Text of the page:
We initially have our navToggled state set to false, because when a user lands on our website, the Menu should not be rendered. So logically, it makes to most sense to have the state initially set to false.

  4. To further make use of our useState hook, let's create a function for toggling our state. Let's call it setNavToggle. This functions only responsibility is to toggle the opposite state of whatever our current navToggled state is. For instance, if our current navToggled state is set to false, when the function is called, it'll set the new state to the opposite of false, making it true. If the navToggled state was true, the function will change the state to the of that value, making it true. It should look like this
    Showcasing how the handler function should look

  5. Now that we have a way to handle our Menus toggle state, let's make use of it by adding it to our Menu component. That way we can toggle our Menu to false. To do so, we are going to pass handleNavToggle to our Menu component as a prop. Like so
    Showcasing how to add our handler as a prop to our component

  6. Now that we have passed our handler function to our Menu component as a prop, we now have the ability to change our state from within the Menu component. But first let's accept the passed in prop from within our Menu component first. Like so
    How to accept and destructure the prop in our menu component

  7. Now our intention is to be able to close the Menu, or toggle the Menus state to false. Let's do that by adding a click event listener our CloseToggle component, then pass in our handleNavToggle. In React, you need to use camelCase, so it should like so onClick={handleNavToggle}
    Adding the prop to our toggle button

  8. You'll notice if you click the CloseToggle button, nothing is happening. That's because back in App.js we are forcing the render of our Menu component, no matter the state. Let's fix that by dynamically rendering our Menu component by using a ternary operator. It should look like this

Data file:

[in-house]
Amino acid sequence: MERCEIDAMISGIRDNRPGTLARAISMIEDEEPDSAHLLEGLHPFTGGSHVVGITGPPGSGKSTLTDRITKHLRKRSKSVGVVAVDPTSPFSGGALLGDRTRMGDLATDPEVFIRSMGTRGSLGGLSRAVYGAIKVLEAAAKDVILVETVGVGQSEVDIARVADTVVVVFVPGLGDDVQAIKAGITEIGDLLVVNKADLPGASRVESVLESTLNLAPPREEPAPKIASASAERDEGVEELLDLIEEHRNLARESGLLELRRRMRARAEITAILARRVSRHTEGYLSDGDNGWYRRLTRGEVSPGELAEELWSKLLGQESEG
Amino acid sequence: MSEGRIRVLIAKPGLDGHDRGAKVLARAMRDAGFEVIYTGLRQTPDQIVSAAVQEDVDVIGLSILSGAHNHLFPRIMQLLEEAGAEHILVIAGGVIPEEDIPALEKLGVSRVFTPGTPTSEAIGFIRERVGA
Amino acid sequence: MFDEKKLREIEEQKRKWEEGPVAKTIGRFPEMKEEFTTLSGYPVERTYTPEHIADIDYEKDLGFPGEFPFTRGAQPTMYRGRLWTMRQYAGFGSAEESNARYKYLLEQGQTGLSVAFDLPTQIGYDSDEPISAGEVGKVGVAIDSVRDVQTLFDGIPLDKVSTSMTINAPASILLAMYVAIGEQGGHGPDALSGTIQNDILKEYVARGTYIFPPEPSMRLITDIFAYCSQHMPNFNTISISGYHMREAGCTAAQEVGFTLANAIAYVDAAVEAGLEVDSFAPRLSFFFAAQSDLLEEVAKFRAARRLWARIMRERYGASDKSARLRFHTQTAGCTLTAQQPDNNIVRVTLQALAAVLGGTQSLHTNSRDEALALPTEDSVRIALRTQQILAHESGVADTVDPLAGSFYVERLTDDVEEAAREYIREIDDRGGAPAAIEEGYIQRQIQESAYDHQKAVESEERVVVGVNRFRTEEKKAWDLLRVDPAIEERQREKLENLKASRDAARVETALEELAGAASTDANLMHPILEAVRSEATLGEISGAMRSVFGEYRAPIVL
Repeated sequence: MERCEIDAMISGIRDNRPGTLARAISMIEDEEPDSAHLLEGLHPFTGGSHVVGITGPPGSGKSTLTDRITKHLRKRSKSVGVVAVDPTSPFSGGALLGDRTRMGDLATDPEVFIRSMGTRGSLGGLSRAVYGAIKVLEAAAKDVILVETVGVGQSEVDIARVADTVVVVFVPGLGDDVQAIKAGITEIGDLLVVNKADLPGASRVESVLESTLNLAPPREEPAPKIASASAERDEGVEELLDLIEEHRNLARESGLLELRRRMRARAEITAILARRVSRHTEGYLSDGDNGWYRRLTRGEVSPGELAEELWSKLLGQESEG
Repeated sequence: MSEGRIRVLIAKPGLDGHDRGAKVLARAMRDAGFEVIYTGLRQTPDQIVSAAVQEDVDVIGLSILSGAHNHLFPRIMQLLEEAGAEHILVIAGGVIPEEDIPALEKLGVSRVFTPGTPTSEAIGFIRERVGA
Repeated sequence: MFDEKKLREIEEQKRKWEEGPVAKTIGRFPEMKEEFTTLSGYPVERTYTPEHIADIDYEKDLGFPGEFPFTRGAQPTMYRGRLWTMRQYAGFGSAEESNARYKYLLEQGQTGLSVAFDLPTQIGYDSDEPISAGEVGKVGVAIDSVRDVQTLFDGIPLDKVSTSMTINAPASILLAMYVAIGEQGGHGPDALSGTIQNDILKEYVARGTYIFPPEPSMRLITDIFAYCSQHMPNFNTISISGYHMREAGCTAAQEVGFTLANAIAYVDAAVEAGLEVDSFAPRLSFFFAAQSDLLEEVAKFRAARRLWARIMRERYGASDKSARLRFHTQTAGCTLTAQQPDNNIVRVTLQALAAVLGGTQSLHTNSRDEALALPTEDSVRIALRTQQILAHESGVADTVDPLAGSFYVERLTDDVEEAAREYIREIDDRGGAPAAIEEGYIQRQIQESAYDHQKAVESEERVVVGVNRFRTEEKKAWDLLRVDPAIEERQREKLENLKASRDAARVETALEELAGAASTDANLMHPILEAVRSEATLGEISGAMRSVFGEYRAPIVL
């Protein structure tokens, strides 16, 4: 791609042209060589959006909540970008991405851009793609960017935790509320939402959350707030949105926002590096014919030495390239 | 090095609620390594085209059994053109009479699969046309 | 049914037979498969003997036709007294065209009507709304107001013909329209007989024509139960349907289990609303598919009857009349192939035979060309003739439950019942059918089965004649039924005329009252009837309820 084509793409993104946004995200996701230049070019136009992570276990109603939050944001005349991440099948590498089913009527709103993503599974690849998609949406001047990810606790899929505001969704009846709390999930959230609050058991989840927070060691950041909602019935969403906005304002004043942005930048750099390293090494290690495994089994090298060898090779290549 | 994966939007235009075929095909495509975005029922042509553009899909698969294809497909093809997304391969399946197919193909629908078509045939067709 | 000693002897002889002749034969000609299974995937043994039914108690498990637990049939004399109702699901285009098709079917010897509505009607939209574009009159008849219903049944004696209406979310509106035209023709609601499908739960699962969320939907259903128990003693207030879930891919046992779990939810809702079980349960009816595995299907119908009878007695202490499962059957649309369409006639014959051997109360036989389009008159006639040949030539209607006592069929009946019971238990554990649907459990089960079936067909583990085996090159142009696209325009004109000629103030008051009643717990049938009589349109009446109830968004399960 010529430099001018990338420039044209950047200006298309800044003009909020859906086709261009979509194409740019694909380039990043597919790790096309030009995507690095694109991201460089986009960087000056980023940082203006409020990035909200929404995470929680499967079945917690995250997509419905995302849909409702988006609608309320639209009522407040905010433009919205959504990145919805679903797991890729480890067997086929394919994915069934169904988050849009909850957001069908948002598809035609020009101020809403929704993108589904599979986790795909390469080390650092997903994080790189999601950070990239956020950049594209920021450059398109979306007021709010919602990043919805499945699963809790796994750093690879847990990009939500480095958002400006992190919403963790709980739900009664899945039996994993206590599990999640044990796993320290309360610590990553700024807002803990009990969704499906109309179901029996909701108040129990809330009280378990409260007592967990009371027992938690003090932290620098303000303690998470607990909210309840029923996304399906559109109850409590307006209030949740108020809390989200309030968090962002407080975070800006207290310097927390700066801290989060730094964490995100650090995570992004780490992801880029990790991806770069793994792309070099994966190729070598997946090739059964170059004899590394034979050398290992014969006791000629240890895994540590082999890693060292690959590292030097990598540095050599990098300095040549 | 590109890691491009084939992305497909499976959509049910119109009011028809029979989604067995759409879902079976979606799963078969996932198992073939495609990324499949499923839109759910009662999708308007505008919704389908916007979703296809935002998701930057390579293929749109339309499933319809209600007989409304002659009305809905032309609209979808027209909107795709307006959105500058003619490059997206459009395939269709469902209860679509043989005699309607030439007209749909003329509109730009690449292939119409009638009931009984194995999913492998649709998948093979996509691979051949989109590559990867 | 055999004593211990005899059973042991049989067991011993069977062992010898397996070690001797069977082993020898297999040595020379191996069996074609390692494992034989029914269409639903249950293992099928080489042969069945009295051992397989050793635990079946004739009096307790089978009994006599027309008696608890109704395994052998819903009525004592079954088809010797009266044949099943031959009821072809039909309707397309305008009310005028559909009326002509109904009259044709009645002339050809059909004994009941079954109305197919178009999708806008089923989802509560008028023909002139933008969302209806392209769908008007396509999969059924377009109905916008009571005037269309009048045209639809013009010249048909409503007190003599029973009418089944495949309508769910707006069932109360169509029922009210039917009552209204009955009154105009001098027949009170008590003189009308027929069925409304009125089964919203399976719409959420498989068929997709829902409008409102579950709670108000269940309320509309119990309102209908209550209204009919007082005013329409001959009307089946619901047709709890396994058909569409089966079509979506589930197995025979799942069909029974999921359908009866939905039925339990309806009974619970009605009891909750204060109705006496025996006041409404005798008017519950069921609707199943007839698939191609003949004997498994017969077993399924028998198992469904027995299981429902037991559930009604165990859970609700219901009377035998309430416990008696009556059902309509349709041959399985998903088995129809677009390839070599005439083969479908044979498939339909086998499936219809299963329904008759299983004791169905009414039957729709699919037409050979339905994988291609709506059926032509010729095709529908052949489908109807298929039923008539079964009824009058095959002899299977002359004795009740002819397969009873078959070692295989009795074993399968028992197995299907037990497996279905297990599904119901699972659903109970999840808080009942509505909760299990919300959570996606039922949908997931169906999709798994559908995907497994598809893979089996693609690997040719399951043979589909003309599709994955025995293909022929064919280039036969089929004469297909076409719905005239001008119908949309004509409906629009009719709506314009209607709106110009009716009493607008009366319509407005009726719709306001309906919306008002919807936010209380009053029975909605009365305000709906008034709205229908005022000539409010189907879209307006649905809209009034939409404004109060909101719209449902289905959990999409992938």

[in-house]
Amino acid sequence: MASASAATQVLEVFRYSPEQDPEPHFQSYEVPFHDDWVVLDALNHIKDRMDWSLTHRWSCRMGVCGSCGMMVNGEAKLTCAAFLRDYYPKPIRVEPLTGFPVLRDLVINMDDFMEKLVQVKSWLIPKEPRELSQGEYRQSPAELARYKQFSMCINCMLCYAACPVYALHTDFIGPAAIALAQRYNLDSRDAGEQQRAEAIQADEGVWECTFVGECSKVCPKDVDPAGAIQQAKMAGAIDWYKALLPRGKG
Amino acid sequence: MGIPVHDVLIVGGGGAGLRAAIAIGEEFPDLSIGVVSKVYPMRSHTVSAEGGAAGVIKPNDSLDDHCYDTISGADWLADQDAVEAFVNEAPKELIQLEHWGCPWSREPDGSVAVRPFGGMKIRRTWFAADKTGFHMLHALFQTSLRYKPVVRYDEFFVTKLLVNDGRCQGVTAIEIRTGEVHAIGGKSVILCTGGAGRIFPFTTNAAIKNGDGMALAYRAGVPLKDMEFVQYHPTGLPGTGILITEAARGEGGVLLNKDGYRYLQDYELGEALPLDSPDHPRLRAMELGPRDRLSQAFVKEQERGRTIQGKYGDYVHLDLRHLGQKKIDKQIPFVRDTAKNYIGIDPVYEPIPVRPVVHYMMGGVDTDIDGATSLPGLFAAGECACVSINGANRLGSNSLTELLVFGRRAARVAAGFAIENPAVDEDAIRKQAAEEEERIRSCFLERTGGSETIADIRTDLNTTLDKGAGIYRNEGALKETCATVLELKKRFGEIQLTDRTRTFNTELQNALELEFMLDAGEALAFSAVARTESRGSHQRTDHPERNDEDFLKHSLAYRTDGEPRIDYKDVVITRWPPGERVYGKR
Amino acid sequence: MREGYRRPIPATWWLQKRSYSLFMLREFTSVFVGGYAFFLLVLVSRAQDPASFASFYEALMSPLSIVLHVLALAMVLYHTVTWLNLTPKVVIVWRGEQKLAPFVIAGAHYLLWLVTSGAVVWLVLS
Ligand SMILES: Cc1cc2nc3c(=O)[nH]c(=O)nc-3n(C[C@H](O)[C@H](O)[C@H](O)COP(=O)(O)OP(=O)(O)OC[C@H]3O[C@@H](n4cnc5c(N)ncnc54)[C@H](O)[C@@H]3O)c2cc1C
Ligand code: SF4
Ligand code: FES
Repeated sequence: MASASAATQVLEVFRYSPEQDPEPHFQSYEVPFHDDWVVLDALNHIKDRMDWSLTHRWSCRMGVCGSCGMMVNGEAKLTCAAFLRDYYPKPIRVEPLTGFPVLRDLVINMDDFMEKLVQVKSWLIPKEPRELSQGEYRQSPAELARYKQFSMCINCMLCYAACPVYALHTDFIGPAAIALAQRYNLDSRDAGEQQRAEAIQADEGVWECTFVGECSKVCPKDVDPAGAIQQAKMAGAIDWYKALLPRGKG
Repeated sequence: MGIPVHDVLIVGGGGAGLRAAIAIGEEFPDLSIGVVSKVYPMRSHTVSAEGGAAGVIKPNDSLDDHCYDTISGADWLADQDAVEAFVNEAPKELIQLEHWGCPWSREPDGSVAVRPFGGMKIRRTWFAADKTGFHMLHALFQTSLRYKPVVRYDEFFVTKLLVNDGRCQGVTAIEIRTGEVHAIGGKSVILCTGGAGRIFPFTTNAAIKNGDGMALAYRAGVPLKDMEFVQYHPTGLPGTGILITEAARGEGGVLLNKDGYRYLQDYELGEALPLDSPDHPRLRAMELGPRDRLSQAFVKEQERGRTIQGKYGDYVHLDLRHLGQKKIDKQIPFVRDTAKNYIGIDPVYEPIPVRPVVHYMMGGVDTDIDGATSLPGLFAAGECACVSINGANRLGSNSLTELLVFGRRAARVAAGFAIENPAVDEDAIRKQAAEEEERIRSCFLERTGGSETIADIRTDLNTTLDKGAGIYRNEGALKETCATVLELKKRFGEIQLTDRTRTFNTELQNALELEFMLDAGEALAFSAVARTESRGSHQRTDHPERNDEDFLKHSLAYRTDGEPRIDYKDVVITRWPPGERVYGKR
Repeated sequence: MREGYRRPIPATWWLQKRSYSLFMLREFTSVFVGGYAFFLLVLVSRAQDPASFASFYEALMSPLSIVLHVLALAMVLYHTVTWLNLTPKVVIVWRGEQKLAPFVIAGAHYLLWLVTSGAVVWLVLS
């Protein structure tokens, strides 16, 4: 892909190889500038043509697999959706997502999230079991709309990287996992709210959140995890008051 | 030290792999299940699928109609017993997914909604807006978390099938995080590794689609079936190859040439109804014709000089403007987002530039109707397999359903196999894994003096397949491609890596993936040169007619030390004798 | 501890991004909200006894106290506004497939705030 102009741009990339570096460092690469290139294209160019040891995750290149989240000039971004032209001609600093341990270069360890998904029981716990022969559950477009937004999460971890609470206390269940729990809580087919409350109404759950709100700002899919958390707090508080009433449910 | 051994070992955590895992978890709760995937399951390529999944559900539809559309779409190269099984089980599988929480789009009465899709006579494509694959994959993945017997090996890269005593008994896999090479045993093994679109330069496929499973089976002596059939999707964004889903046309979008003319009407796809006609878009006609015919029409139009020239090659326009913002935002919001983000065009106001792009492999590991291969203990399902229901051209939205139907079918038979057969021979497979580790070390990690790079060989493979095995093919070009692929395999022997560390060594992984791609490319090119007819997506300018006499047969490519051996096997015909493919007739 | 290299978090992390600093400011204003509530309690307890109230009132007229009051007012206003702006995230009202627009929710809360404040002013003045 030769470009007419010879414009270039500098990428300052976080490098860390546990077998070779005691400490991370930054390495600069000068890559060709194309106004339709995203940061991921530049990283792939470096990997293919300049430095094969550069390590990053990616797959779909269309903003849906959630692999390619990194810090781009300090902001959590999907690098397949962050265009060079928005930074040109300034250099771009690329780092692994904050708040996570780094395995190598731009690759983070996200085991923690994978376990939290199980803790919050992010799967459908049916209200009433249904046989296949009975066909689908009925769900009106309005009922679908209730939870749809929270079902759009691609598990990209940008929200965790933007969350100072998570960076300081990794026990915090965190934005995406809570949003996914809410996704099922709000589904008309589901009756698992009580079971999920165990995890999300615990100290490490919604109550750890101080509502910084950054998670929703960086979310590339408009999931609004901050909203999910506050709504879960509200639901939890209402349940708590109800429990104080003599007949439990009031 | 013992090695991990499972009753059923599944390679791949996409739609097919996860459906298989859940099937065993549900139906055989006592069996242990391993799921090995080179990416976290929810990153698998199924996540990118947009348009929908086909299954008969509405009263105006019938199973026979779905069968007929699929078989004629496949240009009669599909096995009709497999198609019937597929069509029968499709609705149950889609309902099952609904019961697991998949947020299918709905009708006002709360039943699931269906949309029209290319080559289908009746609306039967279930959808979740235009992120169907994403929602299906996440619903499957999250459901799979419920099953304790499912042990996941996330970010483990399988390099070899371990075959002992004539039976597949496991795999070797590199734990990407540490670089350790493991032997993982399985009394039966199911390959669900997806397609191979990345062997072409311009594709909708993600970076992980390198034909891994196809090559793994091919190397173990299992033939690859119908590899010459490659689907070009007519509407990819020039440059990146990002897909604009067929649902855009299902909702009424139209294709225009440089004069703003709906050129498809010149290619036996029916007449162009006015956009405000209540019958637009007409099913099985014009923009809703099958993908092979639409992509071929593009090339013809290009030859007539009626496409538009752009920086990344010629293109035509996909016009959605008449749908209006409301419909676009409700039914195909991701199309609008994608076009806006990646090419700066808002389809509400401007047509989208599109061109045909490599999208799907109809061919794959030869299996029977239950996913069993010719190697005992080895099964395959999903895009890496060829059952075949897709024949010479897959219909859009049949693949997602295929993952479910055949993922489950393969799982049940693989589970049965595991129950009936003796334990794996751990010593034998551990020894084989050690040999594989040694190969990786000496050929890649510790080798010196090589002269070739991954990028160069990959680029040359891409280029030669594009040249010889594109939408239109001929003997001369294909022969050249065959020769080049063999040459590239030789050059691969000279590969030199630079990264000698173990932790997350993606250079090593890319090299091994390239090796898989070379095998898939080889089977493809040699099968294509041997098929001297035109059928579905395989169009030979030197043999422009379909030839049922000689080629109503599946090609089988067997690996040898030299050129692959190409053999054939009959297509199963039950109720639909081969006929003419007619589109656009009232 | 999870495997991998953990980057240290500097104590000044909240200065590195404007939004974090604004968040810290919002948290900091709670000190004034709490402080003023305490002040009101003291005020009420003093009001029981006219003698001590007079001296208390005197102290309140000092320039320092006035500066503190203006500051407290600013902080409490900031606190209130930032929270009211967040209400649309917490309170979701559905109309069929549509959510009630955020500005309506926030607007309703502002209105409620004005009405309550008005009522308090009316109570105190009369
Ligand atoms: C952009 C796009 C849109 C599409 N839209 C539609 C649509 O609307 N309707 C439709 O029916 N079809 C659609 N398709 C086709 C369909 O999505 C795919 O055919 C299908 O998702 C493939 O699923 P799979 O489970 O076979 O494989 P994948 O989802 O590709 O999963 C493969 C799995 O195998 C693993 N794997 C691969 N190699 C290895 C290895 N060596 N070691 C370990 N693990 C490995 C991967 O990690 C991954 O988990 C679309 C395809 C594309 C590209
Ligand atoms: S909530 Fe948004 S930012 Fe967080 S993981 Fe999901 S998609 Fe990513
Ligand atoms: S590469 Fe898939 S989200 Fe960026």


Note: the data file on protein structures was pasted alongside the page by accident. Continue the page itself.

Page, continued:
How to use a ternary operator to render our menu in appjs
    I'll explain in pseudocode. Here we are saying, if the navToggle state is true ? render <Menu/> : if its not, then return null. We're looking to see if the value of what's on the left of the ? is true. In this case, we're looking to see if the NavToggled state is true. If the navToggle state is indeed true, we're then going to render whatever is on the right side of the ?. And if it is not true, just like an if else statement, we're going to render whatever is on the right side of the :. In this case, we want to render nothing. So we use null. Essentially, it's if ? do this : else do this.
    You should also notice that if you try to toggle the CloseToggle button, that it works. Because we are only rendering the Menu if the state is true. You'll also notice if we attempt to toggle the Menu again, nothing happens.

  9. Let's add functionality to our Toggle component! Back in App.js, we just pass in our handler function as a prop to our Toggle component like so
    Showcasing how to add functionality to our toggle component

  10. Back in Toggle.js lets again accept our passed in handler function by restructuring it like so
    How to accept the passed in prop to togglejs

  11. Now add our function as a click event to the StyledToggle like so
    how to add the click event handler for our toggle component

If everything has gone smoothly so far, it should be fully
functional, and fully responsive!

9. 👏 Congrats! 🔥

You have successfully built a fully responsive React navigation with Styled-components! If it's not exactly turning out as planned, I am more than happy to help you find the solution! Either use the comments section below, or DM me on Twitter!